The dataset was derived from a total of 121 individual cultures (63 from bioreactors and 58 from shake flasks) consisting of either CHO DUX or K1 cell lines grown in serum-free suspension culture seeded over a range of cell densities. Cell lines assayed include those producing monoclonal antibodies, fc-fusion proteins, growth factors or coagulation factors along with non-producing parental cell lines. 11 base media and 8 media feed formulations were present across the experimental dataset, in addition culture temperature was also varied i.e. the culture temperature was reduced 24 to 72hrs post inoculation depending on the specific process being run. Samples were hybridised to microarrays at various stages of the growth cycle and parallel measurements of culture performance were also determined where applicable. The number of samples assayed from each category utilised in the analysis is summarised in (Table I).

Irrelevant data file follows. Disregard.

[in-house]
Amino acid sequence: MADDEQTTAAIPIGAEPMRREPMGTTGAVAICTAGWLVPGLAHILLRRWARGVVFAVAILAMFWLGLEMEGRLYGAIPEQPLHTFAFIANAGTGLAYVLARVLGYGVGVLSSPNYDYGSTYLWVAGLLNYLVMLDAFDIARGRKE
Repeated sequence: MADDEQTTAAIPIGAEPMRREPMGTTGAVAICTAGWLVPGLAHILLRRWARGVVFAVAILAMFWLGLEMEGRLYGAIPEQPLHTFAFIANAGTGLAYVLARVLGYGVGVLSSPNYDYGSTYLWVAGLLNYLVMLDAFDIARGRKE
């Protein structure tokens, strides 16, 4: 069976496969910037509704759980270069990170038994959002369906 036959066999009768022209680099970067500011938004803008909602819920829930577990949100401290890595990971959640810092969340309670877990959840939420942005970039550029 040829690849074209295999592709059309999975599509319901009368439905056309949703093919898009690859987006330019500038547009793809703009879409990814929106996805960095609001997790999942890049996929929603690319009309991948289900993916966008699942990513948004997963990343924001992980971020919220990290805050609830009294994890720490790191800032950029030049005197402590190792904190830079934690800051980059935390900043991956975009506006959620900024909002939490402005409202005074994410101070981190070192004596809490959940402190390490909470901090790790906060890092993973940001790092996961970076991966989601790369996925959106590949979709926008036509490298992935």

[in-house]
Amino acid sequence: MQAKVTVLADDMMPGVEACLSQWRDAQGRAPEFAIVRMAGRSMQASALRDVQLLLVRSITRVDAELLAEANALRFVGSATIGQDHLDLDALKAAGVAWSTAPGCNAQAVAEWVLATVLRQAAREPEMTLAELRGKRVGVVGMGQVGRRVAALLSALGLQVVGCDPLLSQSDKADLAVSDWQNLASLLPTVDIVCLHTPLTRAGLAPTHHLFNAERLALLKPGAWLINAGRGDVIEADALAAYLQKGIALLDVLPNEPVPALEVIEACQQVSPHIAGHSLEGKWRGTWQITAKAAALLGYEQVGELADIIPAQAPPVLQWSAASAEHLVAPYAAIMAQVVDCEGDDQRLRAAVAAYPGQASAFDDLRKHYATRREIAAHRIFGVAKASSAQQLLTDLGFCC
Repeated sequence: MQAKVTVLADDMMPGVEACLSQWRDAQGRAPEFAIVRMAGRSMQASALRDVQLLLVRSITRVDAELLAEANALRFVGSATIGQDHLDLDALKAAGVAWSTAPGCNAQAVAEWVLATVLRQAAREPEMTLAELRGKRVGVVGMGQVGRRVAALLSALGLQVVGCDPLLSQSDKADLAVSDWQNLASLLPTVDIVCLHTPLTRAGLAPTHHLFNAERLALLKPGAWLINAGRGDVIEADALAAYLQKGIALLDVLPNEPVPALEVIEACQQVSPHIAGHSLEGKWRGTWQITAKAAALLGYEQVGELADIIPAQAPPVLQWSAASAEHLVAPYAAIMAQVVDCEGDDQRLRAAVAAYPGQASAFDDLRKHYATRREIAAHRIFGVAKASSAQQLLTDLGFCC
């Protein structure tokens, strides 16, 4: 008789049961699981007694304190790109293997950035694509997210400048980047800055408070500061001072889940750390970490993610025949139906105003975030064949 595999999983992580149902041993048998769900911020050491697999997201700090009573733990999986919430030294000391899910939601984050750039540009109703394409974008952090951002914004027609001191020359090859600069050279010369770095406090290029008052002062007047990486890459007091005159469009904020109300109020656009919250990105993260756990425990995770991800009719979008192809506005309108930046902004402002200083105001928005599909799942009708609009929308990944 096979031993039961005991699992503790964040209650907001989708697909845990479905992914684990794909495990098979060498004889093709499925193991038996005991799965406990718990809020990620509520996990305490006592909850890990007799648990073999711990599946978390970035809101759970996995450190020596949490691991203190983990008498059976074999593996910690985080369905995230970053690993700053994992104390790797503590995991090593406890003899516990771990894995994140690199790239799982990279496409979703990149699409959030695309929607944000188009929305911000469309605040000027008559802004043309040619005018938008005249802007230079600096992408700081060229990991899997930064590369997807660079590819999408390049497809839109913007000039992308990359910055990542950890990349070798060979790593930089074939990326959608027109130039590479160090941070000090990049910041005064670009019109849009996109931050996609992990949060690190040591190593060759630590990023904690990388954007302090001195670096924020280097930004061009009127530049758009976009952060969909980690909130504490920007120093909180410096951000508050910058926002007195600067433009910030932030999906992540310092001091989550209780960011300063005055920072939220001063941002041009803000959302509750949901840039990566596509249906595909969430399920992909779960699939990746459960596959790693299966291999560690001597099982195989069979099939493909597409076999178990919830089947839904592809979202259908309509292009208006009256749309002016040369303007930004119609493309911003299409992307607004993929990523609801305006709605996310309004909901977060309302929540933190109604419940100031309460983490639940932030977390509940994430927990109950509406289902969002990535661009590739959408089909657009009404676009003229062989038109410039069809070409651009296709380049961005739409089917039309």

Characteristic #Samples Min Max
Growth rate (h-1) 225 -0.0058 0.0467
qLactate (mg/10^6 cell/day) 129 -0.1178 1.42
qAmmonia (pM/10^6 cell/day) 145 -0.282 1.81
Viability (%) 237 28.00 100
Cell density (10^6 cells/ml) 272 0.50 20
Titre(mg/L) 167 1.8 3005.3
Qp (pg protein cell/day) 167 0.52 55.39

The data utilised in this database can be freely downloaded from the NCBI gene expression omnibus (GEO)

Question #2: What is coexpression analysis?

Coexpression analysis is a powerful, widely used methodology for the investigation of underlying patterns in gene expression data. This “guilt-by-association” approach aims to locate groups of genes with closely correlated expression levels; if consistent correlations are observed across a phenotypically diverse set of samples a functional association is suggested. Recently the NICB bioprocessing group has carried out a large scale analysis of the CHO transcriptome using weighted gene coexpression network analysis (WGCNA).